You know how I am. Hm, maybe you don’t know but I’ll tell you. I don’t like wasting things. I try to reuse and recycle and of course take advantage of all the limited resources I have in hand. And that includes my garden. And that includes my roses.

Two years back mom gave me this fabulous rose plant: dark red, velvety, with roses the size of a small plate. They have the most wonderful and standard rose aroma. This year the plant has grown a lot and produces an abundance of roses. And it would be a real shame to let them just bloom and then die. I mean they’re all fresh and beautiful for the first two days but once they are ready to throw their petals they must be cut so that the next bud will grow, right? It meant I had to cut flowers every days. So I thought that there must be ways that I could use them.  Well, I’m not very much into dried flowers crafts but I’m into cooking.

First I got the idea of adding roses to the strawberry jam I was about to make. A quick search on the internet showed I was not the only one who have thought of it (of course not). So I used my basic strawberry jam recipe from Blue Ribbon Preserves by Linda J. Amendt and added  3 large roses.

I can only show you the result, but it’s only half the joy. The other half is smelling it and tasting it. Spell delicious for me, will you?

The roses were keep coming each day so the next thing I thought was “Rose Flavored Sugar”. This time I couldn’t find a recipe I liked on the web, so I just put two pounds of organic raw cane sugar in a large jar  and added petals from two roses inside. Now I shake my jar a couple of times everyday, while I’m dancing cha-cha. I’m waiting for the roses to leave all their aroma in the sugar filled jar. Maybe a month or so.

Then I needed another project that I could keep open ended, while more roses are coming. Rose Liqueur! I browsed some recipes and I found out that I’ll need approximately a dozen  of roses for a quart of spirit.  Took another large clean jar, added the spirit (100-proof vodka) and two roses (the petals). Two days later I opened it and added the next two roses. I will keep doing so, until I throw enough roses inside or until my plant stops producing them. Meanwhile I keep my jar in a dark and cool place and shake it each time I add a rose.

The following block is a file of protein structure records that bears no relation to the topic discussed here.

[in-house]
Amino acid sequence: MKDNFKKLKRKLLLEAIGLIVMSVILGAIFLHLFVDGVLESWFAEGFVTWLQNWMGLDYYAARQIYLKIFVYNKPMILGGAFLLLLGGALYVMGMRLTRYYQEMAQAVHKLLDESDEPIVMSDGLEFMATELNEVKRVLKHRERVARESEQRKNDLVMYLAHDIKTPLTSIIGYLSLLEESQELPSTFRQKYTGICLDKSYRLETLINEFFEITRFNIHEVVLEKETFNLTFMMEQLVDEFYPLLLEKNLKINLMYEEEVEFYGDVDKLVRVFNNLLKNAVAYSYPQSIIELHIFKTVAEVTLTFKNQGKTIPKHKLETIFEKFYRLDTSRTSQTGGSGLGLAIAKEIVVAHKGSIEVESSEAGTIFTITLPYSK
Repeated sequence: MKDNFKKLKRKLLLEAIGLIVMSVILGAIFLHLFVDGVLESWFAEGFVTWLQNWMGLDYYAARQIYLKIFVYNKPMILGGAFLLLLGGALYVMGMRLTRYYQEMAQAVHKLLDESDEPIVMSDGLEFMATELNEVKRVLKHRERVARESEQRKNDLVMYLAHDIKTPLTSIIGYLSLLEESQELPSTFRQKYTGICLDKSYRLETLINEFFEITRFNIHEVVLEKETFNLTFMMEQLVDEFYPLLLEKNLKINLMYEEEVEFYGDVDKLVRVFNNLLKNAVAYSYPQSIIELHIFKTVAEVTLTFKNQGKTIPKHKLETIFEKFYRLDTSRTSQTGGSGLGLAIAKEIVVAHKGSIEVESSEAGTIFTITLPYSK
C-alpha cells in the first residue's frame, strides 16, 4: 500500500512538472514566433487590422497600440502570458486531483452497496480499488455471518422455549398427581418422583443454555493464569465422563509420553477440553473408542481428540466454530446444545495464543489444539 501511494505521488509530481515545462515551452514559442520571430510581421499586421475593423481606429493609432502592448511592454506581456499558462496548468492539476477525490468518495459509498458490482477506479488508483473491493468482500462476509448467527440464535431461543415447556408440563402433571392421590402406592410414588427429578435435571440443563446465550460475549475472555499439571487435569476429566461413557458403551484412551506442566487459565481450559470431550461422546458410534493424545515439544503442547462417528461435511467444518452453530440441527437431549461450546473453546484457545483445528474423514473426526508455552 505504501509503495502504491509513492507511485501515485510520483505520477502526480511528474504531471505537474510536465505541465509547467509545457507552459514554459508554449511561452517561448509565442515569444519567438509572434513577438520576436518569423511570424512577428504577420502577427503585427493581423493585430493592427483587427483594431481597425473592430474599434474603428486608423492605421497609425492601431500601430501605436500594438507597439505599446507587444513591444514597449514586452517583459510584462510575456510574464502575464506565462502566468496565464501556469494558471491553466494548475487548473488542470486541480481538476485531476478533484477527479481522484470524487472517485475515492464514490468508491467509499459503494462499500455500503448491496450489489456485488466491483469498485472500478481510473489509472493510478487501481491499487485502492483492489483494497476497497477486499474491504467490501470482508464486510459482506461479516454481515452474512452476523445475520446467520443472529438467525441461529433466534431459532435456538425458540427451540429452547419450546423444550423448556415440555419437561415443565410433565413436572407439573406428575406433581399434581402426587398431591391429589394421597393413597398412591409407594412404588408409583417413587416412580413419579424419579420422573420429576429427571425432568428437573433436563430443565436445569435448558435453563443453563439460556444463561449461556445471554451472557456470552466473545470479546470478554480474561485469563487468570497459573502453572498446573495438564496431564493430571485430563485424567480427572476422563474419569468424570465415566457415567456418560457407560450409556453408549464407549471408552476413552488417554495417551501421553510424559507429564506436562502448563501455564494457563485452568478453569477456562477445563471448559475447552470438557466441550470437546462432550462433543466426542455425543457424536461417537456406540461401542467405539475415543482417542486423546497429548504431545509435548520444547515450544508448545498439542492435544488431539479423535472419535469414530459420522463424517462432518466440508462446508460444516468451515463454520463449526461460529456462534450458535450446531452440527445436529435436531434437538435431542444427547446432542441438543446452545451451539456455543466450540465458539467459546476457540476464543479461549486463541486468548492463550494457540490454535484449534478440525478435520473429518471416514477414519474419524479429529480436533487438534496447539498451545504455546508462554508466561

See how the old roses on the bottom layer have lost their color to the spirit?  Amazing huh? It happens in a few hours. And the aroma of this liqueur is very promising….

I plan to leave it there for a month (or two) then make a simple sugar syrup and add it, while tasting to reach the right sweetness level

Basic Tips if you want to try cooking with roses yourself:

a) use only roses that are unsprayed and not treated with pesticides. These chemicals are very dangerous to your health. And our planet. Why use them in the first place . Don’t use standard commercial roses. They are full of chemicals. You can use organically grown certified roses. Ask the vendor first.

b) cut off the lower white part of the petals. It’s supposed to be bitter and gives a bad aftertaste. At least that’s what I’ve read. And I don’t want to find it out.

c) make sure your roses are clean and without bugs. wash them if necessary and leave them to dry completely before using.

d) pick up varieties with a strong aroma. and pick them early in the morning. their aroma is much stronger!

Don’t forget to have fun. And if you think of another way to use roses in the kitchen, let me know!